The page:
You could say those are all noob problems, play more games and man up. Or that I just don’t know what I’m talking about. The problem is if my mechanical skills are failing I can know the correct moves to make and still lose the match. Conversely I can macro up a swarm lightning fast and then lose them all to a hard counter because I didn’t know Marauders owned my units. Or even worse, it could be a combination of the two, and despite the decent build order studying and replay features it is never quite clear what exactly is going wrong with one’s play.  Such a broad and overall knowledge of the game is required, and attaining it is a head-banging frustrating experience for the new player.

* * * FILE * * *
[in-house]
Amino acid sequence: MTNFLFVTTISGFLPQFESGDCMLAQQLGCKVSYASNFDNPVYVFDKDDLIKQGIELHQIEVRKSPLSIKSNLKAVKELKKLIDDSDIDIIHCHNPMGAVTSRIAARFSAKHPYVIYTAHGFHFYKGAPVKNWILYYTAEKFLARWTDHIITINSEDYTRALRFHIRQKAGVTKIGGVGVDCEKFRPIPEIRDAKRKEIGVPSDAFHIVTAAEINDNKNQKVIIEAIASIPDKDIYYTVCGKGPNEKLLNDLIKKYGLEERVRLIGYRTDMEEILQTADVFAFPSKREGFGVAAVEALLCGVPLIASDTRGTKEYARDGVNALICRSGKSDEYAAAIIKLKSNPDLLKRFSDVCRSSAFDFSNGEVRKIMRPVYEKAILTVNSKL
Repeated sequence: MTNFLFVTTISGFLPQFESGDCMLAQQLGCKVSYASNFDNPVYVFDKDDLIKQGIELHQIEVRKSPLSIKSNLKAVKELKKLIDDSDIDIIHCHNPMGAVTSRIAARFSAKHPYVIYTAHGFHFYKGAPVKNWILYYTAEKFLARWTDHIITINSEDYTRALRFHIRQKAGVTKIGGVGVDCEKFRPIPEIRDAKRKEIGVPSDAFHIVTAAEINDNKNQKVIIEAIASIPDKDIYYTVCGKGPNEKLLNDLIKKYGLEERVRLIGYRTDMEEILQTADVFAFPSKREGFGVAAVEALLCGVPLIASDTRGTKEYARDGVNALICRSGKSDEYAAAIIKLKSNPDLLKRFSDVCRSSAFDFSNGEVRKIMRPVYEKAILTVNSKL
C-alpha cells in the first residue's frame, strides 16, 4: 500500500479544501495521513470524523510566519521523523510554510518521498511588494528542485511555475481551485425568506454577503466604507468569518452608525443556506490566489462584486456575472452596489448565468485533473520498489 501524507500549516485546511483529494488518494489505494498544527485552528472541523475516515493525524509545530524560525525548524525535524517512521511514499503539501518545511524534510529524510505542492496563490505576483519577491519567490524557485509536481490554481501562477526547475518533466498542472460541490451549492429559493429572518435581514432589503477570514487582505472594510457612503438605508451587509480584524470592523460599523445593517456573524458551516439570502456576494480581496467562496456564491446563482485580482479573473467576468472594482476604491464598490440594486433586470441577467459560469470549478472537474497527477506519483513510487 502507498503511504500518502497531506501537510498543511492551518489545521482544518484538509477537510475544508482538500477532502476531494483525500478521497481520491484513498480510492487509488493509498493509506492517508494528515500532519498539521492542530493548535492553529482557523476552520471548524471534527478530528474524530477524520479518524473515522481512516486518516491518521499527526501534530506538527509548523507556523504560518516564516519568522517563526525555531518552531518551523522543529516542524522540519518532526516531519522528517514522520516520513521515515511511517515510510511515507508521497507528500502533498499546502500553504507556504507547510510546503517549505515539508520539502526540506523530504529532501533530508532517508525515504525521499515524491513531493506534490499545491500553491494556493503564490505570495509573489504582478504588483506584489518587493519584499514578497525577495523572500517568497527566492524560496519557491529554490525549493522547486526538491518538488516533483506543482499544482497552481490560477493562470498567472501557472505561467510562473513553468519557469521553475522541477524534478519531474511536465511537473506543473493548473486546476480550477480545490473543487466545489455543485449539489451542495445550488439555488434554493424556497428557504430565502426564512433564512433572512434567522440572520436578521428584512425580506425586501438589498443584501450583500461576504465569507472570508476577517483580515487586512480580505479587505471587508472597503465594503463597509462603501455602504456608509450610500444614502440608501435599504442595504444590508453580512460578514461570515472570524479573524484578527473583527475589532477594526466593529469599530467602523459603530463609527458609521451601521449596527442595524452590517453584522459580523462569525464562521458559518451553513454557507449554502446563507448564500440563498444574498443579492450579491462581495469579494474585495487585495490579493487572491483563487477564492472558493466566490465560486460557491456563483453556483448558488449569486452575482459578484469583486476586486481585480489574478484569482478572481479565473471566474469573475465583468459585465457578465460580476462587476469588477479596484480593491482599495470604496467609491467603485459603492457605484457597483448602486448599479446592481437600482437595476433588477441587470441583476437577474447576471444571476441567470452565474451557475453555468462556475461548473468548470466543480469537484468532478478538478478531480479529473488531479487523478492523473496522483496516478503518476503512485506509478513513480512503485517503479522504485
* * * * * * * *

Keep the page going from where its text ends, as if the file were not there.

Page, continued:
And this is meant to be a game.
But I digress- I’ll often be the one to tout the virtues of an ultra-competitive and deep game with a steep learning curve and a rewarding competitive vector. Maybe StarCraft II’s barrier of entry is just too high for me? I will press on for a while longer but fear this game is one who’s shining gemmed innards are hidden below far too many layers of shale and pyrite. Enough waxing poetics and more 2v2ing the Hard AI. Very Hard is too fast for me. Case in point, I suppose. I know I’m going to get rushed by a bunch of Tier 1 and 1.5 units but can’t really do jack to stop it. And then there’s Insane… heh…


Follow

Get every new post delivered to your Inbox.

Join 133 other followers